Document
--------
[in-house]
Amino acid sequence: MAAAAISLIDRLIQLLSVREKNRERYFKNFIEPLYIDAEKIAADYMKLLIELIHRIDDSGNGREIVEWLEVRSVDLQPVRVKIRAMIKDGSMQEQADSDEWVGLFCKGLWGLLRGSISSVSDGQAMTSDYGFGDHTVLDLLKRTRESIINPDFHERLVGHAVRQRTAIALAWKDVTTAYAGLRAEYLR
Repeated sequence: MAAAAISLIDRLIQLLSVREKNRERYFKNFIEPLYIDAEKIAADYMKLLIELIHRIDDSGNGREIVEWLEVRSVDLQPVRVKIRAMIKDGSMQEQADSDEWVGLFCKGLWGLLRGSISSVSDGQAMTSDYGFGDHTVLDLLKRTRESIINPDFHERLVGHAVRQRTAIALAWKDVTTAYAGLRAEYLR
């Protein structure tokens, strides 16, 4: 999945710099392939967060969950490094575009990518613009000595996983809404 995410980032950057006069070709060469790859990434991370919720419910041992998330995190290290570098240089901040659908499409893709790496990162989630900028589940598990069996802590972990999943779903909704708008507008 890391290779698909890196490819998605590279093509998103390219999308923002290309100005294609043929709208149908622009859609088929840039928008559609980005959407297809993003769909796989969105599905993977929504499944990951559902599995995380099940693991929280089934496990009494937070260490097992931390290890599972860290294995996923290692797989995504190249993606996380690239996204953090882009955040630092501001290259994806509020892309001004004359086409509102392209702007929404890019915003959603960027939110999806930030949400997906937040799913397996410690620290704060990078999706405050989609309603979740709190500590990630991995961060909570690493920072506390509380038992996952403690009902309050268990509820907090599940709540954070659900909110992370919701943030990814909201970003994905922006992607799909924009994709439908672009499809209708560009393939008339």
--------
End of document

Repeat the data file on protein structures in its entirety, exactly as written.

[in-house]
Amino acid sequence: MAAAAISLIDRLIQLLSVREKNRERYFKNFIEPLYIDAEKIAADYMKLLIELIHRIDDSGNGREIVEWLEVRSVDLQPVRVKIRAMIKDGSMQEQADSDEWVGLFCKGLWGLLRGSISSVSDGQAMTSDYGFGDHTVLDLLKRTRESIINPDFHERLVGHAVRQRTAIALAWKDVTTAYAGLRAEYLR
Repeated sequence: MAAAAISLIDRLIQLLSVREKNRERYFKNFIEPLYIDAEKIAADYMKLLIELIHRIDDSGNGREIVEWLEVRSVDLQPVRVKIRAMIKDGSMQEQADSDEWVGLFCKGLWGLLRGSISSVSDGQAMTSDYGFGDHTVLDLLKRTRESIINPDFHERLVGHAVRQRTAIALAWKDVTTAYAGLRAEYLR
């Protein structure tokens, strides 16, 4: 999945710099392939967060969950490094575009990518613009000595996983809404 995410980032950057006069070709060469790859990434991370919720419910041992998330995190290290570098240089901040659908499409893709790496990162989630900028589940598990069996802590972990999943779903909704708008507008 890391290779698909890196490819998605590279093509998103390219999308923002290309100005294609043929709208149908622009859609088929840039928008559609980005959407297809993003769909796989969105599905993977929504499944990951559902599995995380099940693991929280089934496990009494937070260490097992931390290890599972860290294995996923290692797989995504190249993606996380690239996204953090882009955040630092501001290259994806509020892309001004004359086409509102392209702007929404890019915003959603960027939110999806930030949400997906937040799913397996410690620290704060990078999706405050989609309603979740709190500590990630991995961060909570690493920072506390509380038992996952403690009902309050268990509820907090599940709540954070659900909110992370919701943030990814909201970003994905922006992607799909924009994709439908672009499809209708560009393939008339």